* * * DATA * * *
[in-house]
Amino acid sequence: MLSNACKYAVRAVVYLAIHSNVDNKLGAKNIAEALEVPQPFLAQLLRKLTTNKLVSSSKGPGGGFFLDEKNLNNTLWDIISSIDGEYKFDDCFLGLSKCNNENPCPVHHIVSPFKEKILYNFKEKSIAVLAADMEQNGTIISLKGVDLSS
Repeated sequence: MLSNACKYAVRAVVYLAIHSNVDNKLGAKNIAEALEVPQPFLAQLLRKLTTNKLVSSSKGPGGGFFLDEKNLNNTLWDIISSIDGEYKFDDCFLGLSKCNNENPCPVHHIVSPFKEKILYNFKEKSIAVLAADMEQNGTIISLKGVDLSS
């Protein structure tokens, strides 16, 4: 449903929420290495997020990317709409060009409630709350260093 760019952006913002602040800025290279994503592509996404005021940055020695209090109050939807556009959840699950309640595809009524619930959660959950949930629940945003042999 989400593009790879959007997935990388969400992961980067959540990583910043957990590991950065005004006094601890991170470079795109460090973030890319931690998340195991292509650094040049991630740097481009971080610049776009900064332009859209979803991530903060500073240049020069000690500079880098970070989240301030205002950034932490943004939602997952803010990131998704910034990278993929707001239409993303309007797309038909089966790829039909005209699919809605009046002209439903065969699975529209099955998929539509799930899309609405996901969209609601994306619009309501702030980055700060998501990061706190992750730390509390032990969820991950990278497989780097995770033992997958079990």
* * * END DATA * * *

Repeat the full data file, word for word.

[in-house]
Amino acid sequence: MLSNACKYAVRAVVYLAIHSNVDNKLGAKNIAEALEVPQPFLAQLLRKLTTNKLVSSSKGPGGGFFLDEKNLNNTLWDIISSIDGEYKFDDCFLGLSKCNNENPCPVHHIVSPFKEKILYNFKEKSIAVLAADMEQNGTIISLKGVDLSS
Repeated sequence: MLSNACKYAVRAVVYLAIHSNVDNKLGAKNIAEALEVPQPFLAQLLRKLTTNKLVSSSKGPGGGFFLDEKNLNNTLWDIISSIDGEYKFDDCFLGLSKCNNENPCPVHHIVSPFKEKILYNFKEKSIAVLAADMEQNGTIISLKGVDLSS
């Protein structure tokens, strides 16, 4: 449903929420290495997020990317709409060009409630709350260093 760019952006913002602040800025290279994503592509996404005021940055020695209090109050939807556009959840699950309640595809009524619930959660959950949930629940945003042999 989400593009790879959007997935990388969400992961980067959540990583910043957990590991950065005004006094601890991170470079795109460090973030890319931690998340195991292509650094040049991630740097481009971080610049776009900064332009859209979803991530903060500073240049020069000690500079880098970070989240301030205002950034932490943004939602997952803010990131998704910034990278993929707001239409993303309007797309038909089966790829039909005209699919809605009046002209439903065969699975529209099955998929539509799930899309609405996901969209609601994306619009309501702030980055700060998501990061706190992750730390509390032990969820991950990278497989780097995770033992997958079990």